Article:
FUR cats treated to story time
Although cats seem to be able to entertain themselves easily, they also need fun time that includes interaction with people. Megan Hauser, long-time volunteer for Feline Urgent Rescue of WNC, (FUR) has found a way to entertain the cats, sometimes one on one, and to also quietly enjoy herself among 80+ cats housed at the FUR sanctuary.
“My mother took my sister and me to the library as children,” said Hauser. “We both love reading and have favorite books from our childhood. One of mine was ‘The Color of Kittens’ and that’s the one I usually read to the cats.”
Hauser will sit on the floor in the loft of the sanctuary with a book until at least one of the cats strolls over to see what she’s doing. As Hauser starts to read, the cats usually come closer to sit and listen. “I enjoy giving them some extra attention, as some have been through difficult circumstances,” she added.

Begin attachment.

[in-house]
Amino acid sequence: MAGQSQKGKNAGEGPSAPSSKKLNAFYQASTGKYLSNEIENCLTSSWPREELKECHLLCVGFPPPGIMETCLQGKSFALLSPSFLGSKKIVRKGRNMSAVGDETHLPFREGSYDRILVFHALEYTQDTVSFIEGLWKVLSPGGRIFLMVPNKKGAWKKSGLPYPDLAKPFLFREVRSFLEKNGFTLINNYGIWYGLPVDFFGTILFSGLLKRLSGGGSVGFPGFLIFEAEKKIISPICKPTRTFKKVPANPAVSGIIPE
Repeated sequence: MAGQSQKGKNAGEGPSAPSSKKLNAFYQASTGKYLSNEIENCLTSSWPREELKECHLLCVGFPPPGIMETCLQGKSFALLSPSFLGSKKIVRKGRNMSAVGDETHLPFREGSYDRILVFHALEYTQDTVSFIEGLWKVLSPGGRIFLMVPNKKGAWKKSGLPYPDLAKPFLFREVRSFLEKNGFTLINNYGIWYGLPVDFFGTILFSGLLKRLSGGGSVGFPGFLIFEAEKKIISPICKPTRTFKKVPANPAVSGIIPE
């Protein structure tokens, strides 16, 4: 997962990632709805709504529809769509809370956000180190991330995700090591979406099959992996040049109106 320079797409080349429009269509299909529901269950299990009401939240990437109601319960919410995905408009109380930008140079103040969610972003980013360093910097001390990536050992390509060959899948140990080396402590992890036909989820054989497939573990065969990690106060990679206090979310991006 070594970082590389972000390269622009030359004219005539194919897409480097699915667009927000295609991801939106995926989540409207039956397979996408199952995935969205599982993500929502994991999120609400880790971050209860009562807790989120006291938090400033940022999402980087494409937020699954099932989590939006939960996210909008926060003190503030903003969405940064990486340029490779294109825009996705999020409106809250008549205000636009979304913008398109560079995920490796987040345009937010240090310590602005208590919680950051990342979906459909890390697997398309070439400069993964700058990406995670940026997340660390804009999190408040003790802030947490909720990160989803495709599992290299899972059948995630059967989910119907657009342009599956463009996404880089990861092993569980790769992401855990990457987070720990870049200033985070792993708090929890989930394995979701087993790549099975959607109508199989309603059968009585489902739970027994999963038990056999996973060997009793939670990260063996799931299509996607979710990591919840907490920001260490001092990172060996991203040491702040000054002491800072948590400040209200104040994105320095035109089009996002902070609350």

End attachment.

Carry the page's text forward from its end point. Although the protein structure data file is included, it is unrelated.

Cats held in her lap enjoy the sound of Hauser’s voice and the colorful pictures on the pages.
Hauser found out about FUR from an article in a newspaper when it was still in the STAR barn. “I was thrilled to know that our community had a feline rescue,” Hauser continued, “and was excited to begin volunteering.”
Hauser graduated from East Carolina University and works as a public health educator. She is employed by Haywood County and is active at the First Baptist Church in Waynesville.
The FUR sanctuary is a 2,600 square foot, State-Certified Shelter constructed through donations and volunteers. The sanctuary sits on 3.5 acres in Waynesville where rescued cats can free-roam in a two story haven.
FUR relies on donations and volunteers to care for the displaced cats in foster care and at the sanctuary.
Megan Hauser reads to Tommy, a FUR resident.
Photo by Scott Maclay